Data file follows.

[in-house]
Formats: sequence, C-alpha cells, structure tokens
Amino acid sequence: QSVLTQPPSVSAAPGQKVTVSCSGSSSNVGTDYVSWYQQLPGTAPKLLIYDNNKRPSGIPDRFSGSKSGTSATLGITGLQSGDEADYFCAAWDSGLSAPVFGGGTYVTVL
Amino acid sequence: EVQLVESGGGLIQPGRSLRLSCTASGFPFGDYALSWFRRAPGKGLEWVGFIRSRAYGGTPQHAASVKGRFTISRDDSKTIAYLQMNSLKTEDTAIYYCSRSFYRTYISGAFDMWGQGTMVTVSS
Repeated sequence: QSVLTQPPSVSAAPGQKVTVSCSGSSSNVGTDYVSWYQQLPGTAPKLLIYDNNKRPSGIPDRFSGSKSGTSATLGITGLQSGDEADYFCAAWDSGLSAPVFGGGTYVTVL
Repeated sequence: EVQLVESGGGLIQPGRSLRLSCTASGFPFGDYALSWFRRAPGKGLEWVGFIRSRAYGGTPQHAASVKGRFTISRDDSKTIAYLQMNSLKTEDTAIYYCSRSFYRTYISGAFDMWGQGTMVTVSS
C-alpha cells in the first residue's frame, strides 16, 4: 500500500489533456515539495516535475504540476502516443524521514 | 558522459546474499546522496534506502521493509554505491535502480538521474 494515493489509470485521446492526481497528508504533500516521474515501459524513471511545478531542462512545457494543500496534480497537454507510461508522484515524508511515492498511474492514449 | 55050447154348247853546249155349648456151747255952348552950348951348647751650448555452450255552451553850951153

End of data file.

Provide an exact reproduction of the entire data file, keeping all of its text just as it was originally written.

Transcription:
[in-house]
Formats: sequence, C-alpha cells, structure tokens
Amino acid sequence: QSVLTQPPSVSAAPGQKVTVSCSGSSSNVGTDYVSWYQQLPGTAPKLLIYDNNKRPSGIPDRFSGSKSGTSATLGITGLQSGDEADYFCAAWDSGLSAPVFGGGTYVTVL
Amino acid sequence: EVQLVESGGGLIQPGRSLRLSCTASGFPFGDYALSWFRRAPGKGLEWVGFIRSRAYGGTPQHAASVKGRFTISRDDSKTIAYLQMNSLKTEDTAIYYCSRSFYRTYISGAFDMWGQGTMVTVSS
Repeated sequence: QSVLTQPPSVSAAPGQKVTVSCSGSSSNVGTDYVSWYQQLPGTAPKLLIYDNNKRPSGIPDRFSGSKSGTSATLGITGLQSGDEADYFCAAWDSGLSAPVFGGGTYVTVL
Repeated sequence: EVQLVESGGGLIQPGRSLRLSCTASGFPFGDYALSWFRRAPGKGLEWVGFIRSRAYGGTPQHAASVKGRFTISRDDSKTIAYLQMNSLKTEDTAIYYCSRSFYRTYISGAFDMWGQGTMVTVSS
C-alpha cells in the first residue's frame, strides 16, 4: 500500500489533456515539495516535475504540476502516443524521514 | 558522459546474499546522496534506502521493509554505491535502480538521474 494515493489509470485521446492526481497528508504533500516521474515501459524513471511545478531542462512545457494543500496534480497537454507510461508522484515524508511515492498511474492514449 | 55050447154348247853546249155349648456151747255952348552950348951348647751650448555452450255552451553850951153